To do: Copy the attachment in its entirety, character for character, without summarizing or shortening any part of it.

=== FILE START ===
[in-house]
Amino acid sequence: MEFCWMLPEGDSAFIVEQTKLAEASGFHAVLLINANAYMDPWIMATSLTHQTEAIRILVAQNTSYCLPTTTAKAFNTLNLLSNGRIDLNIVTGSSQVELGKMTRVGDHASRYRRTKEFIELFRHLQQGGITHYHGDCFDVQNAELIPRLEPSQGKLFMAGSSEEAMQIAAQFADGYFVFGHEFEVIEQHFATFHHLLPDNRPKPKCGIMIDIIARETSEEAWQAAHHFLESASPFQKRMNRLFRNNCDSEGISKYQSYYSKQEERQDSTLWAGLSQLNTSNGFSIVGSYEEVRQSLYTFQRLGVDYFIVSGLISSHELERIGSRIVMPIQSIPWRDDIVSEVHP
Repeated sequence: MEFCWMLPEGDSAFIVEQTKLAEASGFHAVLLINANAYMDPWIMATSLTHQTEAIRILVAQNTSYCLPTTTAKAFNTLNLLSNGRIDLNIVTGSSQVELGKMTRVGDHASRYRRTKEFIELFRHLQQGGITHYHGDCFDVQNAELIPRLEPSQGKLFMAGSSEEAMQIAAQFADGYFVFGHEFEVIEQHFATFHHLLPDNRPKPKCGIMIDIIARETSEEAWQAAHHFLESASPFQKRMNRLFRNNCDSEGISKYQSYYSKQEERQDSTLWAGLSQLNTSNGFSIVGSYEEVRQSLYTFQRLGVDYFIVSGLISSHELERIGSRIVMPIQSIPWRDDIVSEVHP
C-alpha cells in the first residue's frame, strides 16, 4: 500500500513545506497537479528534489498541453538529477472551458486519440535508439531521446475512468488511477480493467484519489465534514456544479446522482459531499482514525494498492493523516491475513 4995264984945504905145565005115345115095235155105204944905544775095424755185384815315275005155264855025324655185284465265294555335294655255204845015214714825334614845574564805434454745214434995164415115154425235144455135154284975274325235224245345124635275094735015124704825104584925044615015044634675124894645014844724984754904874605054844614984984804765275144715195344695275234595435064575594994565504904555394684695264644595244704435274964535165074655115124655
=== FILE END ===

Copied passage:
[in-house]
Amino acid sequence: MEFCWMLPEGDSAFIVEQTKLAEASGFHAVLLINANAYMDPWIMATSLTHQTEAIRILVAQNTSYCLPTTTAKAFNTLNLLSNGRIDLNIVTGSSQVELGKMTRVGDHASRYRRTKEFIELFRHLQQGGITHYHGDCFDVQNAELIPRLEPSQGKLFMAGSSEEAMQIAAQFADGYFVFGHEFEVIEQHFATFHHLLPDNRPKPKCGIMIDIIARETSEEAWQAAHHFLESASPFQKRMNRLFRNNCDSEGISKYQSYYSKQEERQDSTLWAGLSQLNTSNGFSIVGSYEEVRQSLYTFQRLGVDYFIVSGLISSHELERIGSRIVMPIQSIPWRDDIVSEVHP
Repeated sequence: MEFCWMLPEGDSAFIVEQTKLAEASGFHAVLLINANAYMDPWIMATSLTHQTEAIRILVAQNTSYCLPTTTAKAFNTLNLLSNGRIDLNIVTGSSQVELGKMTRVGDHASRYRRTKEFIELFRHLQQGGITHYHGDCFDVQNAELIPRLEPSQGKLFMAGSSEEAMQIAAQFADGYFVFGHEFEVIEQHFATFHHLLPDNRPKPKCGIMIDIIARETSEEAWQAAHHFLESASPFQKRMNRLFRNNCDSEGISKYQSYYSKQEERQDSTLWAGLSQLNTSNGFSIVGSYEEVRQSLYTFQRLGVDYFIVSGLISSHELERIGSRIVMPIQSIPWRDDIVSEVHP
C-alpha cells in the first residue's frame, strides 16, 4: 500500500513545506497537479528534489498541453538529477472551458486519440535508439531521446475512468488511477480493467484519489465534514456544479446522482459531499482514525494498492493523516491475513 4995264984945504905145565005115345115095235155105204944905544775095424755185384815315275005155264855025324655185284465265294555335294655255204845015214714825334614845574564805434454745214434995164415115154425235144455135154284975274325235224245345124635275094735015124704825104584925044615015044634675124894645014844724984754904874605054844614984984804765275144715195344695275234595435064575594994565504904555394684695264644595244704435274964535165074655115124655